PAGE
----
STAT3 activation appears in over 70% of all human cancers


STAT3 plays an important regulatory role in a variety of cancers and is a key factor in non-cancer diseases, such as autoimmune diseases. As a result, STAT3 Therapeutics’ approach to drug development has a broad applicability. We are currently working on developing drugs in four key markets where STAT3 is shown to be an issue, including:

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Head and Neck Squamous Cell Carcinoma

Hyperactivated STAT3 plays an important regulatory role in 95% of all head and neck cancers, independent of HPV status.1 For patients with recurrent or metastatic head and neck squamous cell cancer, median survival is poor. The STAT3 pathway has the potential to make a significant impact as a therapeutic target for those suffering from head and neck cancers.

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Non-Small Cell Lung Cancer

Lung cancer is the most lethal cancer worldwide and remains a challenging disease. It is responsible for the high cancer mortality rates in the US and worldwide. Over half of lung cancer patients die within one year of being diagnosed due to late-stage detection and the scarceness of late-stage treatment options. About 80% of patients with non-small cell lung cancer (NSCLC), a class of lung cancer that constitutes 80–85% of the cases, develop stage IV disease.2 Not surprisingly, the 5-year survival rate for lung cancer patients is only 16.6%.3

Accumulating evidence over the last two decades suggests a critical role for STAT3 as a point of convergence for various signaling pathways that are dysregulated in the disease.4 Persistent phosphorylation of STAT3 has been demonstrated in 22%-65% of non-small cell lung cancers (NSCLC).5 This STAT3 activation is mediated by receptor tyrosine kinases, such as epidermal growth factor receptor (EGFR) and MET; cytokine receptors, such as IL-6; and non-receptor kinases, such as Src. Over expression of total, or phosphorylated, STAT3 in resected NSCLC leads to poor prognosis.

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Glioblastoma

Glioblastoma multiforme (GBM) is the most aggressive form of cancer that begins within the brain, and patients typically receive a dismal prognosis and limited therapeutic options. STAT3 is a critical mediator of tumorigenesis, tumor progression, and suppression of anti-tumor immunity in GBM. In a high percentage of GBM cells and tumor microenvironments, persistent activation of STAT3 induces cell proliferation, anti-apoptosis, glioma stem cell maintenance, tumor invasion, angiogenesis, and immune evasion. This makes STAT3 an attractive therapeutic target and a prognostic indicator in GBM. Targeting STAT3 affords an opportunity to disrupt multiple pro-oncogenic pathways at a single molecular hub.6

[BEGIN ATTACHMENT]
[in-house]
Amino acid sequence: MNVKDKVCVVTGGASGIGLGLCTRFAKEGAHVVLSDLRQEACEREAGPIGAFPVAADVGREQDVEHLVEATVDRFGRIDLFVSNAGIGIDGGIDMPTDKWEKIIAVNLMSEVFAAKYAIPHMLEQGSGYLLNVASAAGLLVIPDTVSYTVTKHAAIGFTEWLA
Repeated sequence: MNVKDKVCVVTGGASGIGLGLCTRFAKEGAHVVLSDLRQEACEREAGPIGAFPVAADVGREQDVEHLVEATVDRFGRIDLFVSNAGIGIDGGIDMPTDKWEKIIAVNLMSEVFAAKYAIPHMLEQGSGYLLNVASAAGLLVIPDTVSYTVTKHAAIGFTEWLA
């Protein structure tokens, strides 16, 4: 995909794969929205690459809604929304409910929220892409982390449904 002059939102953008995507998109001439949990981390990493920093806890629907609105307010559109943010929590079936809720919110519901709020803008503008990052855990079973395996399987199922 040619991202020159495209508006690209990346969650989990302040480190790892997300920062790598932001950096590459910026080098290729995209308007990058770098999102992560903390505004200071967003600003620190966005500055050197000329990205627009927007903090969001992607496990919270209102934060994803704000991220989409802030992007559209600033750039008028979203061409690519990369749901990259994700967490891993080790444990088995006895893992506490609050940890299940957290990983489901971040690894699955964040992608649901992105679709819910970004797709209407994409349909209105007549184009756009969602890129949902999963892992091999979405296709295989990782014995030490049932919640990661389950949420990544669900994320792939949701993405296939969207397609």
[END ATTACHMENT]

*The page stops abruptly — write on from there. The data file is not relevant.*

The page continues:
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Melanoma

Studies using keratinocyte-specific STAT3-deficient mice have revealed that STAT3 plays an important role in skin homeostasis, including keratinocyte migration, wound healing, and hair follicle growth. Use of both constitutive and inducible keratinocyte-specific STAT3-deficient mouse models have demonstrated that STAT3 is required for both the initiation and promotion stages of multistage skin carcinogenesis. Further studies using a transgenic mouse model with a gain of function mutant of ​STAT3 (STAT3 C) expressed in the basal layer of the epidermis revealed a novel role for STAT3 in skin tumor progression. Studies using similar STAT3-deficient and gain-of-function mouse models have indicated its similar roles in ultraviolet B (UVB) radiation-mediated skin carcinogenesis.7

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References
  1. Darnell JE. (2005) Validating Stat3 in cancer therapy. Nat. Med. 11:595–6.
  2. American Cancer Society Cancer facts and figures. 2014.
  3. Centers for Disease Control and Prevention National Center for Health Statistics. CDC WONDER On-line database, compiled from compressed mortality file 1999-2010 series 20 No. 2P, 2013.
  4. Role of STAT3 in lung cancer; Pranabananda Dutta, Nafiseh Sabri, Jinghong Li, Willis X Li
    JAKSTAT. 2014; 3(4): e999503. Published online 2015 Jan 20. doi: 10.1080/21623996.2014.9996.2014.999503
    PMCID: PMC4580090
  5. Harada, D., Takigawa, N., & Kiura, K. (2014). The Role of STAT3 in Non-Small Cell Lung Cancer. Cancers, 6(2), 708–722.
  6. The role of STAT3 in glioblastoma progression through dual influences on tumor cells and the immune microenvironment; https://www.sciencedirect.com/science/article/pii/S0303720717300047?via%3Dihub

  7. Everardo Macias, Dharanija Rao, and John DiGiovanni, “Role of Stat3 in Skin Carcinogenesis: Insights Gained from Relevant Mouse Models,” Journal of Skin Cancer, vol. 2013, Article ID 684050, 10 pages, 2013. doi:10.1155/2013/684050